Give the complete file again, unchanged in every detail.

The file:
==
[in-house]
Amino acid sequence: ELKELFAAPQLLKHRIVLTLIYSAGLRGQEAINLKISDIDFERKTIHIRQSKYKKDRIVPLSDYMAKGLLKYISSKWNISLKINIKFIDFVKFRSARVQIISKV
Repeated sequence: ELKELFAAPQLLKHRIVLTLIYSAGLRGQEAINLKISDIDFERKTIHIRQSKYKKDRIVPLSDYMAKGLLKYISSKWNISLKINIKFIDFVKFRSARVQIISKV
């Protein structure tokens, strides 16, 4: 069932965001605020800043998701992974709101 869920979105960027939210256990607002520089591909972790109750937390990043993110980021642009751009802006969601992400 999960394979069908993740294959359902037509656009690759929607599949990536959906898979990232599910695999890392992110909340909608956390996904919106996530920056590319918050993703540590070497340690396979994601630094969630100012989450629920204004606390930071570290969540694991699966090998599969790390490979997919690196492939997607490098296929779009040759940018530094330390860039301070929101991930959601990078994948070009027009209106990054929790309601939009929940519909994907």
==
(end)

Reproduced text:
[in-house]
Amino acid sequence: ELKELFAAPQLLKHRIVLTLIYSAGLRGQEAINLKISDIDFERKTIHIRQSKYKKDRIVPLSDYMAKGLLKYISSKWNISLKINIKFIDFVKFRSARVQIISKV
Repeated sequence: ELKELFAAPQLLKHRIVLTLIYSAGLRGQEAINLKISDIDFERKTIHIRQSKYKKDRIVPLSDYMAKGLLKYISSKWNISLKINIKFIDFVKFRSARVQIISKV
């Protein structure tokens, strides 16, 4: 069932965001605020800043998701992974709101 869920979105960027939210256990607002520089591909972790109750937390990043993110980021642009751009802006969601992400 999960394979069908993740294959359902037509656009690759929607599949990536959906898979990232599910695999890392992110909340909608956390996904919106996530920056590319918050993703540590070497340690396979994601630094969630100012989450629920204004606390930071570290969540694991699966090998599969790390490979997919690196492939997607490098296929779009040759940018530094330390860039301070929101991930959601990078994948070009027009209106990054929790309601939009929940519909994907």